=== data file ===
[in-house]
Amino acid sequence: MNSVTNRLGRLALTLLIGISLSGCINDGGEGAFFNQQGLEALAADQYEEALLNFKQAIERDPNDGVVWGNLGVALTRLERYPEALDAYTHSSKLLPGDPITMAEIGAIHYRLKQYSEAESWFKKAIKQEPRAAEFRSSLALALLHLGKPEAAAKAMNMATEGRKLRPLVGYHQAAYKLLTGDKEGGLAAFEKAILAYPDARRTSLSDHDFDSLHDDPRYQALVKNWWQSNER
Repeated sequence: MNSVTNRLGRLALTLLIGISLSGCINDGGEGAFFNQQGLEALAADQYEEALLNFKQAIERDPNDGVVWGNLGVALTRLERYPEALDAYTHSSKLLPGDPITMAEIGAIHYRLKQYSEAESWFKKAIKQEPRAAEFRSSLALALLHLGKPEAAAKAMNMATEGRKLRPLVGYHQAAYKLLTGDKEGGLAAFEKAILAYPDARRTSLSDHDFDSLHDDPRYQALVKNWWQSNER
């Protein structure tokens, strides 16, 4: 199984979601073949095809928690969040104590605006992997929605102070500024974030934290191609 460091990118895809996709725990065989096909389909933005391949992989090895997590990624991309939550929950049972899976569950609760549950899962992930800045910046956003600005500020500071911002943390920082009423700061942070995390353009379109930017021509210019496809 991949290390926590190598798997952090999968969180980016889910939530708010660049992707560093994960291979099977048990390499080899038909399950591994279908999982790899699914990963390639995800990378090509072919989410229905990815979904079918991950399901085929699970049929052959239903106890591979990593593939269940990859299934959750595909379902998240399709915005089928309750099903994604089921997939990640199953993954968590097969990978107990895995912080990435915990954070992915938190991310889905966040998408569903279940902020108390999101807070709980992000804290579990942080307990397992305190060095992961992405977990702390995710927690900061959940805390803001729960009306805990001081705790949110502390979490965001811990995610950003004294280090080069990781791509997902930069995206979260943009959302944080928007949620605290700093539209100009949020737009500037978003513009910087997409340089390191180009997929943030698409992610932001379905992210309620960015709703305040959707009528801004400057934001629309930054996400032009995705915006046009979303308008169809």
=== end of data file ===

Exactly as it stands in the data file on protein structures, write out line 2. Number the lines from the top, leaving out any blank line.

Amino acid sequence: MNSVTNRLGRLALTLLIGISLSGCINDGGEGAFFNQQGLEALAADQYEEALLNFKQAIERDPNDGVVWGNLGVALTRLERYPEALDAYTHSSKLLPGDPITMAEIGAIHYRLKQYSEAESWFKKAIKQEPRAAEFRSSLALALLHLGKPEAAAKAMNMATEGRKLRPLVGYHQAAYKLLTGDKEGGLAAFEKAILAYPDARRTSLSDHDFDSLHDDPRYQALVKNWWQSNER